The reality is that the defense attorney will have no access to the police files or any access to the client. There is no information sharing immediately after the arrest. The prosecutor will offer a plea bargain that entitles the defendant to plead to a lesser set of charges than the one he was arrested for. Should the defendant demand due process as is his Constitutional right, the original charges receive an instant top-up. These top-up charges would all have minimum mandatory sentences attached to them. Hence, when the defendant loses the trial, he would face ten times the sentence than what should have applied for the original crime. The minimum mandatory sentence cannot be revised by the presiding judge. It explicitly removes the authority of the judge and hands it over to the District or Federal Attorney. Today, most of our prisons house several hundred innocent people as a result of the District Attorney’s unquestioned power.
The predicament of innocent people from low-income backgrounds who are wrongly arrested based on unreliable eye-witness testimony or circumstantial evidence is dire. Their only access to any defense is through the offices of the public defender’s office. Usually, public defenders are overwhelmed with workloads that they struggle to handle. They also see plea bargains as a viable option. Despite their belief that their client might be innocent, they would usually advise them to take the prosecution’s offer of a plea bargain. While they advise their clients, they also bear in mind of what could happen if the offer was turned down. It is no wonder that prosecution misconduct is the primary reason for innocent people to serve jail sentences for crimes that they did not commit. They account for forty percent of wrongful convictions.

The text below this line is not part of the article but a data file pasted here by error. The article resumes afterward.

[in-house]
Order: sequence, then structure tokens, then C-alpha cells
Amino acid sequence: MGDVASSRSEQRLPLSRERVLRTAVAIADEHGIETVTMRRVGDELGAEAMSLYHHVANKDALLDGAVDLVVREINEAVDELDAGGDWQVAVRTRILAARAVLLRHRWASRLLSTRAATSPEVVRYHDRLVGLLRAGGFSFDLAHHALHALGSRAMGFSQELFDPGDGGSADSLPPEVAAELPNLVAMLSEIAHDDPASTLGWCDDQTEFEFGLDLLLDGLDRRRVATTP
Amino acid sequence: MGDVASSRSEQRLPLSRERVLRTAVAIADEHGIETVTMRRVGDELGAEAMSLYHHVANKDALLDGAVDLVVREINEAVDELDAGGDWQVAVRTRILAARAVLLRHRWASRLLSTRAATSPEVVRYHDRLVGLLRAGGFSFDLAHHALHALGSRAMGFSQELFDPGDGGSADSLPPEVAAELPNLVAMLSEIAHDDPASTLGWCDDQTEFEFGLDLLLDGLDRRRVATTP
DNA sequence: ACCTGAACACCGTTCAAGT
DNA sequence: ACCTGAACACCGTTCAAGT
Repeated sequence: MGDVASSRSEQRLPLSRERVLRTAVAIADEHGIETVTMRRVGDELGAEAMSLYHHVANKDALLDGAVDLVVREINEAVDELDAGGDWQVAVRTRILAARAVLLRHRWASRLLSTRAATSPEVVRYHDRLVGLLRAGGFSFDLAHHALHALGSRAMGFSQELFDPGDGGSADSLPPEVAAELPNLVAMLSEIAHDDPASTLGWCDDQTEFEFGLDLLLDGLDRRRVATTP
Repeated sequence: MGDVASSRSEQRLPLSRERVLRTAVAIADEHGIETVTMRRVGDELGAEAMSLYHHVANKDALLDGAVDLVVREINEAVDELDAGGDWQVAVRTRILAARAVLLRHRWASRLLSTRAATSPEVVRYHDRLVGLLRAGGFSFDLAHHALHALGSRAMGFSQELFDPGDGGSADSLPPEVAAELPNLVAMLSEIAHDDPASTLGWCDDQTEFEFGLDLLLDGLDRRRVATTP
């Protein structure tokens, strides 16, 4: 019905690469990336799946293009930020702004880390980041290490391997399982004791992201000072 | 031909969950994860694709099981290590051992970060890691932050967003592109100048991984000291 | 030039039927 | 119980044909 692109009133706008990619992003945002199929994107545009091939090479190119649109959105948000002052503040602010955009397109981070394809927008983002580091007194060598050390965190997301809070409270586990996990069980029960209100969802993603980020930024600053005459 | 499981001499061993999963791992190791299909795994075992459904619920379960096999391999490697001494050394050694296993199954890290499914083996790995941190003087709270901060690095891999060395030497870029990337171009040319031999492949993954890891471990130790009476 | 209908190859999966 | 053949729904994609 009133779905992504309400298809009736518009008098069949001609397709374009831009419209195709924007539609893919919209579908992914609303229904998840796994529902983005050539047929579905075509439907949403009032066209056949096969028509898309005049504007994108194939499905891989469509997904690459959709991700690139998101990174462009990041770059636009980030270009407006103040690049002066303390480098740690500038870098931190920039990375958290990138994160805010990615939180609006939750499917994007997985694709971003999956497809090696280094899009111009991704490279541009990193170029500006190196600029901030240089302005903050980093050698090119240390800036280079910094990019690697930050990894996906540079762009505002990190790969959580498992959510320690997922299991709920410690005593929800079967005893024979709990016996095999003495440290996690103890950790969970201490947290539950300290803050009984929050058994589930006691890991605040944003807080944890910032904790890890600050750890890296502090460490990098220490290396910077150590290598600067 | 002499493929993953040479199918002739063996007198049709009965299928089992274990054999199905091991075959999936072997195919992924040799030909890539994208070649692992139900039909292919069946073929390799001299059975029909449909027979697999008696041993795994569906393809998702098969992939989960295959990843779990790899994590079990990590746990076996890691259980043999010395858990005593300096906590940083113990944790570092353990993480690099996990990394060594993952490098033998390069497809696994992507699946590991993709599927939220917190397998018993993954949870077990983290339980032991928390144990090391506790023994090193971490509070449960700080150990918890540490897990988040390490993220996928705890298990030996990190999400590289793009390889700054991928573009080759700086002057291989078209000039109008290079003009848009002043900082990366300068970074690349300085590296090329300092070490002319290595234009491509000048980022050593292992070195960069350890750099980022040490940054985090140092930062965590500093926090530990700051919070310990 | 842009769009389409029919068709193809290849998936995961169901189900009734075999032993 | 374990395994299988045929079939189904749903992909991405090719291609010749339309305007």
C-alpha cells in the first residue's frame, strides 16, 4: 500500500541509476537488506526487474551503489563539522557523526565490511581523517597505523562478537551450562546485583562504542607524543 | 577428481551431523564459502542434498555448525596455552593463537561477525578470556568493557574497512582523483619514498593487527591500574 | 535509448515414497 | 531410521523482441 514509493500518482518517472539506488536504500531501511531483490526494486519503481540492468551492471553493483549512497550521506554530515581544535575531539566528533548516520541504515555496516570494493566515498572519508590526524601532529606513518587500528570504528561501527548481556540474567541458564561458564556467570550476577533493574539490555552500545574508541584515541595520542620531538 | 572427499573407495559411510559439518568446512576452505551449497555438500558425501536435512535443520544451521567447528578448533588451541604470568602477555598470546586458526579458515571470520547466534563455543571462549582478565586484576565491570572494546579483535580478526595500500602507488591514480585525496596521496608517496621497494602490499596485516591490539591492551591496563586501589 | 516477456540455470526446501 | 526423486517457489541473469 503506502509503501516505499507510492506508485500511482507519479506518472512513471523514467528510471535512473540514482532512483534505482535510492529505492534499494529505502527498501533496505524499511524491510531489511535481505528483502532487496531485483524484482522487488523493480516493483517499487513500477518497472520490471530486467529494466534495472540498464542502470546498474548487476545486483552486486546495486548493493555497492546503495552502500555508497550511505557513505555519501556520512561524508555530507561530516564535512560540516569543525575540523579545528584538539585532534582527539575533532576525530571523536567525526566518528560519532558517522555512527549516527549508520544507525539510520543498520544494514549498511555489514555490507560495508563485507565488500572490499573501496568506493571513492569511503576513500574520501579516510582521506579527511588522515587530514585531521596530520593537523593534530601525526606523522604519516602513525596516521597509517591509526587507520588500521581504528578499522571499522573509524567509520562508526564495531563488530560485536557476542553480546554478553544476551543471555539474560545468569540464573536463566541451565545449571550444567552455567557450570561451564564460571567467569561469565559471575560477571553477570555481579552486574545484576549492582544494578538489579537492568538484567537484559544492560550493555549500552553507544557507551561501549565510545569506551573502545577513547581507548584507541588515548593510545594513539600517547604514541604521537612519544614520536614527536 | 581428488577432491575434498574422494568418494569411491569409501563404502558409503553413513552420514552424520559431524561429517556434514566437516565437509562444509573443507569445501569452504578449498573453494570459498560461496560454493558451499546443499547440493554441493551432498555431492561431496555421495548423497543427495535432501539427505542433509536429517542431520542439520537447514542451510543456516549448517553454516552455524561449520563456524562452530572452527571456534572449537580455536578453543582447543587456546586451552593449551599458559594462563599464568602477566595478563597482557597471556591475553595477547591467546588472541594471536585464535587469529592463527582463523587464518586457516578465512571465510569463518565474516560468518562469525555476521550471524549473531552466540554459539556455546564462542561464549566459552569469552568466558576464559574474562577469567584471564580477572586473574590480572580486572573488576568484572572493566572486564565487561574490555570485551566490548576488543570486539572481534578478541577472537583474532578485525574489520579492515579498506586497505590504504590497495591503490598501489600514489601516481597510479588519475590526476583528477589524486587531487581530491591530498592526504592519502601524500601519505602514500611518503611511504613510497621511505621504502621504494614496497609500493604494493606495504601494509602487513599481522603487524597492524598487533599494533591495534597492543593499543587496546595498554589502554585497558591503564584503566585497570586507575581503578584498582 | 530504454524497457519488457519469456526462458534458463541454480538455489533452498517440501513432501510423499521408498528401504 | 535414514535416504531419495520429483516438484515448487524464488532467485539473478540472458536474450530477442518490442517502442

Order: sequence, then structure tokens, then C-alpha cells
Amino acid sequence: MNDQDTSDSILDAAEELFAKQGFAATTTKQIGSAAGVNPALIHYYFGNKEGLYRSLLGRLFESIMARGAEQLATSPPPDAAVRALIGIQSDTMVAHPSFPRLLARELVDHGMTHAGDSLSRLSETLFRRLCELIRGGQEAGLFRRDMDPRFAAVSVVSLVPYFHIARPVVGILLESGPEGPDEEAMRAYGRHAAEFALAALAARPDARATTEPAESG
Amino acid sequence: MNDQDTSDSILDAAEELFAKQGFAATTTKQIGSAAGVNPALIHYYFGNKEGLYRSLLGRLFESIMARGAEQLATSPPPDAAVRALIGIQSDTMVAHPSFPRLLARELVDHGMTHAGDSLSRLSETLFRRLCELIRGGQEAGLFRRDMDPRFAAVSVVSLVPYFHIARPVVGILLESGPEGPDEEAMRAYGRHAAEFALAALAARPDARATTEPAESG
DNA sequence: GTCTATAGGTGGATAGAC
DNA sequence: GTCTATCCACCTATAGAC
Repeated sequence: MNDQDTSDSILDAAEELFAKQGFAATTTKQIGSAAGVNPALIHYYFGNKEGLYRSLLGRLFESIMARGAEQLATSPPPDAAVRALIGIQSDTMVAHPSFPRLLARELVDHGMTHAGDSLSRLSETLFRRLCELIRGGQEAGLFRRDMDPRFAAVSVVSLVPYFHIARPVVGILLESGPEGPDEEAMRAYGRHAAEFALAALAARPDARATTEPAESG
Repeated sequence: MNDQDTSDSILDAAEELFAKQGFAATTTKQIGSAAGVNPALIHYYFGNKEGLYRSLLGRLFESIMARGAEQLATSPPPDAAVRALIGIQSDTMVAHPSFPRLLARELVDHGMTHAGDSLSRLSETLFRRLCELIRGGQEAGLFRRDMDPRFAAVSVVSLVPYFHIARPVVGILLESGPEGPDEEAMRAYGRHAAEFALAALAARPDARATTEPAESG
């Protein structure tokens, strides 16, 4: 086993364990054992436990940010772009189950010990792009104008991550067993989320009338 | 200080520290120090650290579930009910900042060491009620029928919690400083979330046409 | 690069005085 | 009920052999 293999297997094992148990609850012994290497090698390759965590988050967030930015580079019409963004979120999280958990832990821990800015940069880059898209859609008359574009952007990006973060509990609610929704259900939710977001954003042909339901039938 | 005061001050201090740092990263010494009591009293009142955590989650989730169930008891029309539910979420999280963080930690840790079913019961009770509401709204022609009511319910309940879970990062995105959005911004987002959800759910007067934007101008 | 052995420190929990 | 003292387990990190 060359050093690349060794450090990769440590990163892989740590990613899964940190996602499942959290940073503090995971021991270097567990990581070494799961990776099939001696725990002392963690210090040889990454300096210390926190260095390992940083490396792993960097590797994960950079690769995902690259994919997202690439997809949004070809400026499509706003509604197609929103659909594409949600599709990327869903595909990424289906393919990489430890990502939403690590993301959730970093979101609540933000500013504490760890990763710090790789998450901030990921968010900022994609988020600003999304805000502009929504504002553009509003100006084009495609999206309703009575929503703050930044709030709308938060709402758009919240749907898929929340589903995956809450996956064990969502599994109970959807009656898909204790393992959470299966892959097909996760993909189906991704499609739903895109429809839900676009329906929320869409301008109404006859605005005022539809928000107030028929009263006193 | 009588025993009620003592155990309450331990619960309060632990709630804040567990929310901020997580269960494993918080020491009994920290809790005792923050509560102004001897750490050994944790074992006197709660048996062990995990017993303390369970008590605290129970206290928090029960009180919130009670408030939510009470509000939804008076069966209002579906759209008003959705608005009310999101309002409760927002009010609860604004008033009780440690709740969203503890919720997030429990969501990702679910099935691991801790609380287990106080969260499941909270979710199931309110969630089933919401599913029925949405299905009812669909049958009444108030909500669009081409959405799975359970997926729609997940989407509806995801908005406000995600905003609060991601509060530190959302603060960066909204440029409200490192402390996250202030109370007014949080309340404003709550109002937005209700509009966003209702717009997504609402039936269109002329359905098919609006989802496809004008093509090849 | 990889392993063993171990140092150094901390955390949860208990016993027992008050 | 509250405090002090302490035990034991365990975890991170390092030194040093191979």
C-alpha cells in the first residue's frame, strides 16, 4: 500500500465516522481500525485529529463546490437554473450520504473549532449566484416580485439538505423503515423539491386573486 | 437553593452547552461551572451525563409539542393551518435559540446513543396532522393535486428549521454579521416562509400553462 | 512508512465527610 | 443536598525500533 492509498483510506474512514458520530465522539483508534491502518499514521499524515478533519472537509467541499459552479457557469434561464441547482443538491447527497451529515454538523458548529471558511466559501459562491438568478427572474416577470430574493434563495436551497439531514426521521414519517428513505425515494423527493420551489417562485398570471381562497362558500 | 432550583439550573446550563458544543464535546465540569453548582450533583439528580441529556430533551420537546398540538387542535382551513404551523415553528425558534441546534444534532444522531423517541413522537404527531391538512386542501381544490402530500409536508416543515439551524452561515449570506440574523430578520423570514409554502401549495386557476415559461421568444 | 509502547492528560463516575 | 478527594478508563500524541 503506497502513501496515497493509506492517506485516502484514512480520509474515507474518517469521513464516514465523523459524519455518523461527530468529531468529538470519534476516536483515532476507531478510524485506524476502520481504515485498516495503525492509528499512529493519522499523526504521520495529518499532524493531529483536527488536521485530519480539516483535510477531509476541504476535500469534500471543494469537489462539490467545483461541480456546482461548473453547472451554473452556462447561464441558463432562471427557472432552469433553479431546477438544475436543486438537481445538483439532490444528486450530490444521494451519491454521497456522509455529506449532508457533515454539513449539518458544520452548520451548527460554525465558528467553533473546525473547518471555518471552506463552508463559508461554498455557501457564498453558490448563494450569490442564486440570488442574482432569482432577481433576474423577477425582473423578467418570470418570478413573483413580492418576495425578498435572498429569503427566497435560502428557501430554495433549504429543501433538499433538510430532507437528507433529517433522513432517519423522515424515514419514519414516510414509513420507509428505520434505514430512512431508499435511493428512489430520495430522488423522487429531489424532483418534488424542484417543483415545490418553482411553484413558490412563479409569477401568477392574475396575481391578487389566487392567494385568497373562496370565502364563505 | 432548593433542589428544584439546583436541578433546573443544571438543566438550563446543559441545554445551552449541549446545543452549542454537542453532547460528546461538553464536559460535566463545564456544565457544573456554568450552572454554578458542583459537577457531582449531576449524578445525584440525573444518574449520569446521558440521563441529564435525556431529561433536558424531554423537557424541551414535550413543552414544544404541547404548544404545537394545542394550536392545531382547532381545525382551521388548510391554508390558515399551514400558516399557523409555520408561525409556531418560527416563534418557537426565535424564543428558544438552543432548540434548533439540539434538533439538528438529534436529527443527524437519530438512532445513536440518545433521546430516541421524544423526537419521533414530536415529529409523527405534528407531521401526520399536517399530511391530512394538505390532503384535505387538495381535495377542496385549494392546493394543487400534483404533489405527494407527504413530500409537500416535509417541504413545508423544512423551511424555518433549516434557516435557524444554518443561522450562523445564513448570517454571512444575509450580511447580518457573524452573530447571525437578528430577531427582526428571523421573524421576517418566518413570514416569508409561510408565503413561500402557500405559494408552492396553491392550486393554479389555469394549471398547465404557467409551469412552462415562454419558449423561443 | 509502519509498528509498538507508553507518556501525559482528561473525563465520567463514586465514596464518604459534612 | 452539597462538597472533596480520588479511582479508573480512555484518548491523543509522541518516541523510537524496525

Several Judges, both State and Federal have voiced their opposition against the imposition of minimum mandatory sentences and at the restriction that does not allow Judges to reduce meaningless jail sentences. Typically, possession of five grams of any drug will invite a plea bargain of two years. If the plea is turned down, there would be subsequent charges that are added to the original charge at the will and fancy of the prosecutor. Eventually, the new charges would carry sentences between 20 years and life without parole. A plea bargain could still be negotiated with the prosecution however, it would no longer be for two years. It would either be a ten year sentence or even a fifteen year sentence. Ironically, there are cases where there are no drugs involved that make us wonder if we really are the free citizens of the United States of America (Rakoff, “Why Innocent People Plead Guilty”).